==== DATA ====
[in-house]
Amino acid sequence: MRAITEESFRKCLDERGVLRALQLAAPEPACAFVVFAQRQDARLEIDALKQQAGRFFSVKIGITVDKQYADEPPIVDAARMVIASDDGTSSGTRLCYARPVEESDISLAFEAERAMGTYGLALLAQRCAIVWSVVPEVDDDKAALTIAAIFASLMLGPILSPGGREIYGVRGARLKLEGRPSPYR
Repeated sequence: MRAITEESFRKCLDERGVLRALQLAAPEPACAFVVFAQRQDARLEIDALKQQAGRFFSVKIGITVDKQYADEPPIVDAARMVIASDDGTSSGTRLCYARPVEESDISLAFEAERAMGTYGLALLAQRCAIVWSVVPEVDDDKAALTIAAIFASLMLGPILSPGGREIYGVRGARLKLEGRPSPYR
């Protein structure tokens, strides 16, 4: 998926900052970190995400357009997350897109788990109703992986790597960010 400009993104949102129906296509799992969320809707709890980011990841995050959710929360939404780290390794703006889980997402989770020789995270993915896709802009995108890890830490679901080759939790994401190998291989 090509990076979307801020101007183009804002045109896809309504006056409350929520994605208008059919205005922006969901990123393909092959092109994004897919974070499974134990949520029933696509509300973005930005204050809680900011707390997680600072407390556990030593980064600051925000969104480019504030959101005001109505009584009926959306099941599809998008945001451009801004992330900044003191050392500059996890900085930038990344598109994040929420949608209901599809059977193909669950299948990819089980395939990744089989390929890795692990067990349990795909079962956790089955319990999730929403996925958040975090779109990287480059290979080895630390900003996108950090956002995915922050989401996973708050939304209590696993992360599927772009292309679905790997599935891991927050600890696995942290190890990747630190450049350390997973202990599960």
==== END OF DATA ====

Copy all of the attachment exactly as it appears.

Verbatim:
[in-house]
Amino acid sequence: MRAITEESFRKCLDERGVLRALQLAAPEPACAFVVFAQRQDARLEIDALKQQAGRFFSVKIGITVDKQYADEPPIVDAARMVIASDDGTSSGTRLCYARPVEESDISLAFEAERAMGTYGLALLAQRCAIVWSVVPEVDDDKAALTIAAIFASLMLGPILSPGGREIYGVRGARLKLEGRPSPYR
Repeated sequence: MRAITEESFRKCLDERGVLRALQLAAPEPACAFVVFAQRQDARLEIDALKQQAGRFFSVKIGITVDKQYADEPPIVDAARMVIASDDGTSSGTRLCYARPVEESDISLAFEAERAMGTYGLALLAQRCAIVWSVVPEVDDDKAALTIAAIFASLMLGPILSPGGREIYGVRGARLKLEGRPSPYR
């Protein structure tokens, strides 16, 4: 998926900052970190995400357009997350897109788990109703992986790597960010 400009993104949102129906296509799992969320809707709890980011990841995050959710929360939404780290390794703006889980997402989770020789995270993915896709802009995108890890830490679901080759939790994401190998291989 090509990076979307801020101007183009804002045109896809309504006056409350929520994605208008059919205005922006969901990123393909092959092109994004897919974070499974134990949520029933696509509300973005930005204050809680900011707390997680600072407390556990030593980064600051925000969104480019504030959101005001109505009584009926959306099941599809998008945001451009801004992330900044003191050392500059996890900085930038990344598109994040929420949608209901599809059977193909669950299948990819089980395939990744089989390929890795692990067990349990795909079962956790089955319990999730929403996925958040975090779109990287480059290979080895630390900003996108950090956002995915922050989401996973708050939304209590696993992360599927772009292309679905790997599935891991927050600890696995942290190890990747630190450049350390997973202990599960």